This context makes political negotiation more intricate in the Chamber. The rapporteur’s amendment is used as a bargaining chip in political negotiations between Planalto and Congress, and the outcome in the Judiciary may affect the processing of the PEC in the Legislative (since Lula was quite emphatic during the campaign against the instrument, which in the opinion of the surroundings of Lira may have stimulated an unfavorable decision by the STF).

Haddad’s participation in the PEC articulations came after the invitation to the ministry made by Lula, during the COP 27, in Egypt. Haddad says that, at the time, the president-elect asked him to start learning about economic issues.

Involvement in the PEC began after knowing that he would occupy Fazenda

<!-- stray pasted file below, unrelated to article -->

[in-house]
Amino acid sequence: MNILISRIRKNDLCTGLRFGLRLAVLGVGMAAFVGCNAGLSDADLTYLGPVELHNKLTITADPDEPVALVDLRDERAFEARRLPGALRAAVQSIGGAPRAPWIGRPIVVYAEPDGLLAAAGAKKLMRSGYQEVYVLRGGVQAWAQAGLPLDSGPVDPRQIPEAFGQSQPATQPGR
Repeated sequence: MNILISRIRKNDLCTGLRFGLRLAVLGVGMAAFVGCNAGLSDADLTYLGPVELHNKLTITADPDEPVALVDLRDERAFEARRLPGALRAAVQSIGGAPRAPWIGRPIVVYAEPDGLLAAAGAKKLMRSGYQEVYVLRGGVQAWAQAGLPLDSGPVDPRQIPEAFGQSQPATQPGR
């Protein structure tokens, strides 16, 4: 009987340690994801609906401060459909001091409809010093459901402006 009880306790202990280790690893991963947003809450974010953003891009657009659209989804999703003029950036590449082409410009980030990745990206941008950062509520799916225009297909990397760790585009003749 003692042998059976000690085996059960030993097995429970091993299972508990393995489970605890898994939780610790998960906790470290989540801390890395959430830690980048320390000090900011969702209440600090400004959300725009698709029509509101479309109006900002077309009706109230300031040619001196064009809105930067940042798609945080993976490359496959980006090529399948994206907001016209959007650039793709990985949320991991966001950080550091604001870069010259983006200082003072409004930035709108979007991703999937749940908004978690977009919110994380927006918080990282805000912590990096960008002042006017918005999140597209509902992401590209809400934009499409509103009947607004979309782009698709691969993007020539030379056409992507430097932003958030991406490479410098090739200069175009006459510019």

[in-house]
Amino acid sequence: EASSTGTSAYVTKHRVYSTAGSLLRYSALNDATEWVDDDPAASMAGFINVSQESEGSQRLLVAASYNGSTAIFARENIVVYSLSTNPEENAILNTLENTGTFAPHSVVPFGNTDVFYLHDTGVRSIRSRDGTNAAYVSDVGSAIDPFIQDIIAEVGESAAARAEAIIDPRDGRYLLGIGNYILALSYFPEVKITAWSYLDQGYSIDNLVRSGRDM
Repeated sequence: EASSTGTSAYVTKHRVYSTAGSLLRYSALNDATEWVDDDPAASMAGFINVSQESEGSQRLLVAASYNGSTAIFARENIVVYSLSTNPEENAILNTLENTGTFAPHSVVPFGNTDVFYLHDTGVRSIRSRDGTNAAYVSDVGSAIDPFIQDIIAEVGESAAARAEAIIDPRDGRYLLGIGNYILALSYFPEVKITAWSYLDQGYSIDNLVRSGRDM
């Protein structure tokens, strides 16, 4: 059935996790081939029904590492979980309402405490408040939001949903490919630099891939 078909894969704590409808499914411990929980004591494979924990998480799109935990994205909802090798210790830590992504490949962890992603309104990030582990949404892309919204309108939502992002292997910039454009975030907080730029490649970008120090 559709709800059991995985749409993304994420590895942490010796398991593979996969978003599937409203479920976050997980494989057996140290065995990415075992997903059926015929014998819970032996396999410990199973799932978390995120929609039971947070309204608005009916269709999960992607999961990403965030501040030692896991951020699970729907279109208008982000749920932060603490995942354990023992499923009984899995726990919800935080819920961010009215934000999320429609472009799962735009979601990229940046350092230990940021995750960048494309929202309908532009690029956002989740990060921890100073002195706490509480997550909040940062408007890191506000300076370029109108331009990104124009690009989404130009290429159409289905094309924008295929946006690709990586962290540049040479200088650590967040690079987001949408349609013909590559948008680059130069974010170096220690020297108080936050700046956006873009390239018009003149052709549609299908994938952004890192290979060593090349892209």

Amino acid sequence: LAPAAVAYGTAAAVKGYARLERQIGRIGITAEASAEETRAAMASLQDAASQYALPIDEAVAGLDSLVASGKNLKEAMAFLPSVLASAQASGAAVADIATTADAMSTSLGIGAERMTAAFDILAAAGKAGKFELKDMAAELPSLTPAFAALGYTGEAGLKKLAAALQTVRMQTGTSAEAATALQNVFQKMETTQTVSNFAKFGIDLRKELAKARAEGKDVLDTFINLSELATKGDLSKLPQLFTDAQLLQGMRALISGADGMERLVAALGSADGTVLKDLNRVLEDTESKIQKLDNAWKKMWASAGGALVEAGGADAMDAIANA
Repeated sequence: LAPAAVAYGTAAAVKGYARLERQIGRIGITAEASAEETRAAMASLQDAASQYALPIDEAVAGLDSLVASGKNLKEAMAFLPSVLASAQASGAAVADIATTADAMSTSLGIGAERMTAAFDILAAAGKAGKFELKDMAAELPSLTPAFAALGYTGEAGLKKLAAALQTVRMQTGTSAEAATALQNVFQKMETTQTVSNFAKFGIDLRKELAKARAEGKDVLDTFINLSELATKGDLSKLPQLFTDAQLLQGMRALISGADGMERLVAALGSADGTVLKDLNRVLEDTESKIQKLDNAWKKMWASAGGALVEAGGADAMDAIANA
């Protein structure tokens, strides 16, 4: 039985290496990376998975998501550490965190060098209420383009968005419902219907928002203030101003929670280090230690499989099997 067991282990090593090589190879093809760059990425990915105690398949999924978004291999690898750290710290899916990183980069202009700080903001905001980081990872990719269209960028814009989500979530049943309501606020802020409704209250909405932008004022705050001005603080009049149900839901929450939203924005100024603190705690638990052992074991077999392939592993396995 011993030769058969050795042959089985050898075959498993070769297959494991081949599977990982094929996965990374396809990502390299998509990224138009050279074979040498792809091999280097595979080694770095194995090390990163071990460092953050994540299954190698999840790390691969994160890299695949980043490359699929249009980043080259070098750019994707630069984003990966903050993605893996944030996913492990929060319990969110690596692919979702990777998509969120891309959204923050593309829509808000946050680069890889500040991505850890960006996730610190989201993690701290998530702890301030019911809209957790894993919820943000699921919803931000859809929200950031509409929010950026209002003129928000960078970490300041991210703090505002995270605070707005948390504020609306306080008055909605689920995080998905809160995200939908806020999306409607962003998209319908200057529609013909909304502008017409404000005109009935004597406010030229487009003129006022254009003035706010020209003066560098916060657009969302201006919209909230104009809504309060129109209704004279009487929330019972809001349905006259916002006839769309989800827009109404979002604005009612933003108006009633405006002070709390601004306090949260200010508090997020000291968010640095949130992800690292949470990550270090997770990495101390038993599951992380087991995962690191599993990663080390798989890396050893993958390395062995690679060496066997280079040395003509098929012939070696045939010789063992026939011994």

In the Senate, Haddad maintained constant contact, especially with the President of the House, Rodrigo Pacheco. On the Sunday (4th) prior to the vote, he attended a dinner at the senator’s house.

According to interlocutors, although Haddad was not the protagonist of the articulation of the PEC, he was consulted and participated in the discussions.

One of the decisive points that Haddad worked on was the inclusion of a device that obliges the elected government to submit a new proposal for a fiscal framework by August 31, 2023.

The proposal was already under discussion, but, according to people involved in the negotiations, the device would not have entered the final version of the text without the approval of the future minister –who will be responsible for formulating and proposing the new rule.